To get kids ready to write research reports, start by helping them understand that reports are used to describe and share information. They’ll use information texts to collect facts and then use that information to write a research report.
7 steps to writing a research report
1. Choose a topic
Give students a general topic and help them choose an appropriately specific topic to research. For example, if they’re researching sports, they might brainstorm a list of sports they know or famous athletes or events like the Olympics or the World Cup. If they were researching natural disasters, they might come up with a variety of disasters like earthquakes, hurricanes, and floods.
Extend this by asking students to think about what they know — and what they would like to know about this topic. Consider brainstorming in small groups or as a class activity so that students can share ideas. Students can create research questions out of some of the things they would like to know.
2. Use informational resources
Explain to students that they will use informational texts such as nonfiction books, Internet resources, news accounts, or interviews with eyewitnesses to gather information. Discuss choosing appropriate sources. That may mean using information from trusted organizations or experts, noting how old the information is, and differentiating between primary and secondary sources.
3. Take notes
Taking notes is an important part of gathering information. Teach students to paraphrase, or use their own words when taking notes. If they use a direct quotation, they need to note it as such. Explain what plagiarism is and that even information on the Internet needs to be put into their own words. Notes should include the source in case students need to clarify information or make a citation.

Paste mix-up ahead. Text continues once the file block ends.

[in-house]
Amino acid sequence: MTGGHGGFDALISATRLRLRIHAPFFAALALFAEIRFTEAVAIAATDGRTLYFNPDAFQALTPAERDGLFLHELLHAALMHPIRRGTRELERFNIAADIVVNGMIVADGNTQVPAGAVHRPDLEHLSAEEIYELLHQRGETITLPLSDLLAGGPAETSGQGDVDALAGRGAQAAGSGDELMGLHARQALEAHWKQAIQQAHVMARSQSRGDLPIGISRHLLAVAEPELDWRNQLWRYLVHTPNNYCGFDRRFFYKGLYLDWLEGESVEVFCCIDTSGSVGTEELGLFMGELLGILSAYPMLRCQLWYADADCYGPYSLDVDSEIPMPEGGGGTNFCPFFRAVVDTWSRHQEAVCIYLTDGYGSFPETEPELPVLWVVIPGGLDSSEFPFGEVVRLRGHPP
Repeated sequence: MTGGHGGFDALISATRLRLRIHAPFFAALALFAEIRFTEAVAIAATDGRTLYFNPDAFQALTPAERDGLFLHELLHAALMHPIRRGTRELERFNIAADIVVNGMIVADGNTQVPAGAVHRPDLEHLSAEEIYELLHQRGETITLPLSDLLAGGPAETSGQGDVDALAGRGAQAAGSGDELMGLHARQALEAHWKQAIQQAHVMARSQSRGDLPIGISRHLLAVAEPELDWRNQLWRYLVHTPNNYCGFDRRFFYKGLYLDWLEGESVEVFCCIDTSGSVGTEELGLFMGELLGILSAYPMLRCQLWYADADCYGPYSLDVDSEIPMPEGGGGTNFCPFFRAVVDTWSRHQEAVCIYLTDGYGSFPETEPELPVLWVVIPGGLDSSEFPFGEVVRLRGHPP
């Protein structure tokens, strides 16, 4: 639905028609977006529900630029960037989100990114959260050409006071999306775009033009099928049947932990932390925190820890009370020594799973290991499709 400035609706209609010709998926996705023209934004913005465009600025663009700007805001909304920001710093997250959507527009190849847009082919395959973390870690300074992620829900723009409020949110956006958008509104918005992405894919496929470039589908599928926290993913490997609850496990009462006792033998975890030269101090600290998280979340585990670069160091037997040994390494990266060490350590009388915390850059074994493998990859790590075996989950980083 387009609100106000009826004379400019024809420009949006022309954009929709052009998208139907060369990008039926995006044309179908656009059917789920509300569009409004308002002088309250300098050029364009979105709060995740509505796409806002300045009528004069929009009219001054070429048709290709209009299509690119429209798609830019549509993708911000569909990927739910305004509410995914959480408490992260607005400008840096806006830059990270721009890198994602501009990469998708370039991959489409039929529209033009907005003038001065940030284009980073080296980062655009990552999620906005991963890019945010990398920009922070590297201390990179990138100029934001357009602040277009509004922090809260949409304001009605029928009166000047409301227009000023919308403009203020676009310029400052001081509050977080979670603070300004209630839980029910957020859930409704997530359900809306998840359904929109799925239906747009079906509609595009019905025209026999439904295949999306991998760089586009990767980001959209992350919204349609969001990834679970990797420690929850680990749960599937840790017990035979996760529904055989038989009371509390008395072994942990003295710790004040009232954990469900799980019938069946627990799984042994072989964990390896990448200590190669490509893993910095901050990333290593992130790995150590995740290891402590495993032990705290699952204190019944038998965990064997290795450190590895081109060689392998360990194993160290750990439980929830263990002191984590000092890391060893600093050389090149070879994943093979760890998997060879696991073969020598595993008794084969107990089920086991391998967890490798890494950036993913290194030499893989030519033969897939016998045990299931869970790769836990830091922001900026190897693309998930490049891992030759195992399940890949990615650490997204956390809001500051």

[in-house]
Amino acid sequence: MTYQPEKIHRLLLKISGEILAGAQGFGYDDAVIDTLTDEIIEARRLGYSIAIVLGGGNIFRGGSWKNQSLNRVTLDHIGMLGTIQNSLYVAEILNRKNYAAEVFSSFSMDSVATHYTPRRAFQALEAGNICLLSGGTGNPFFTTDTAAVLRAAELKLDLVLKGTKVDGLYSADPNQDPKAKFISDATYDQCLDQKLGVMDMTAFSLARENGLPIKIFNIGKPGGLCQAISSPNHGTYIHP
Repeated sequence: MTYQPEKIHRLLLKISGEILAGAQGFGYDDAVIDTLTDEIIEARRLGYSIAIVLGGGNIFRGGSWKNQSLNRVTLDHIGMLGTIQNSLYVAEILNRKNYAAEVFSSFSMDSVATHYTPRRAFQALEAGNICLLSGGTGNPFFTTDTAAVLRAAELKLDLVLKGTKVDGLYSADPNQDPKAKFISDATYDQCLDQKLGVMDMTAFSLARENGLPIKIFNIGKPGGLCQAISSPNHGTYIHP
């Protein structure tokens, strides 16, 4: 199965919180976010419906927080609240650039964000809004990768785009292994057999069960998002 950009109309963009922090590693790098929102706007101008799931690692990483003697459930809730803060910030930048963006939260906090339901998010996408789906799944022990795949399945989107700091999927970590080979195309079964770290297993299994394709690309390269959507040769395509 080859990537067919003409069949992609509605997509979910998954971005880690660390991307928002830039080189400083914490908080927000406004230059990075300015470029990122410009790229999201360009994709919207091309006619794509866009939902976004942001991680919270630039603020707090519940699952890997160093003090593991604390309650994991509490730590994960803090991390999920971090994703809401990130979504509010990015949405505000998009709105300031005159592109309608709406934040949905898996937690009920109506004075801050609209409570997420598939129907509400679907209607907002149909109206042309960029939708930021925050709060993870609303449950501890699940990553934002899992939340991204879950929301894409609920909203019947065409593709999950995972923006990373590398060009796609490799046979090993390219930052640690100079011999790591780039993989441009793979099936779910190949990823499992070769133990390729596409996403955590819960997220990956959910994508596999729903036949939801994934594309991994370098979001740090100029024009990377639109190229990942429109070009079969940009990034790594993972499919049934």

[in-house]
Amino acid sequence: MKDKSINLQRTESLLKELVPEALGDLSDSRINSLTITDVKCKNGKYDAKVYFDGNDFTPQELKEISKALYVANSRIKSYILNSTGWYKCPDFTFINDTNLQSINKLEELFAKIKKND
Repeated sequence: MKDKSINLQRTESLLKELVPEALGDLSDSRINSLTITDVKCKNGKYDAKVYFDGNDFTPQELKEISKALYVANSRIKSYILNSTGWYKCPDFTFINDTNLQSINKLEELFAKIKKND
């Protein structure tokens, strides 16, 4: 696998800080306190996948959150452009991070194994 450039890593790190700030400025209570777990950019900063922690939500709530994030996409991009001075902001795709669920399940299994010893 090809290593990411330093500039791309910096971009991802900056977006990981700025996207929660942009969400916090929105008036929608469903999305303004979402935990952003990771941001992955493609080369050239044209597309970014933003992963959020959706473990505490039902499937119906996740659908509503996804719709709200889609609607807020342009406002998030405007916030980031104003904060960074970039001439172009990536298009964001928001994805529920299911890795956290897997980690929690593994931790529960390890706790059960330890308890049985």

Teach students to take notes on information that is relevant to their report. For example, if they are writing about the life cycle of trout, detailed information about trout fishing probably isn’t relevant.
4. Organize ideas
Outlines or graphic organizers help students put their ideas in a logical order before they start writing. If students have notes on notecards or sticky notes, they can move notes around themselves based on their organization.
5. Write the research report
Once students have notes and an outline, they are ready to draft their research report. A research report should include an introduction, several body paragraphs, and a conclusion. Some formal reports will include an outline and bibliography or list of references or citations. Students may use headings, tables, charts, or other visual representations to help share information as well.
6. Edit and revise the research report
Have students work in pairs to identify places where the research report is unclear or where a reader might have questions. Students should make any changes they need to improve the report based on the feedback they receive. Make sure students are clear that they shouldn’t make up information if they don’t know something.
Once the content is settled, students should proofread for run-on sentences, spelling errors, punctuation, and other similar issues.
7. Share the research report
Ask students to give a short presentation based on their research report or to read a section to the class. Consider other ways of sharing the information such as a living museum format or creating a library to share with other classes in the school.
Learning how to research and write a research report are essential skills for all students. Are your kids ready?
Are you ready to teach them? I’ve created a unit on writing research reports suitable for grades 4–7. With this downloadable resource, you get six activities to walk students through the research report writing process. And it’s all centered around natural disasters to keep kids engaged in a fascinating topic.
Get all the details and your copy here >> Natural Disasters Report Writing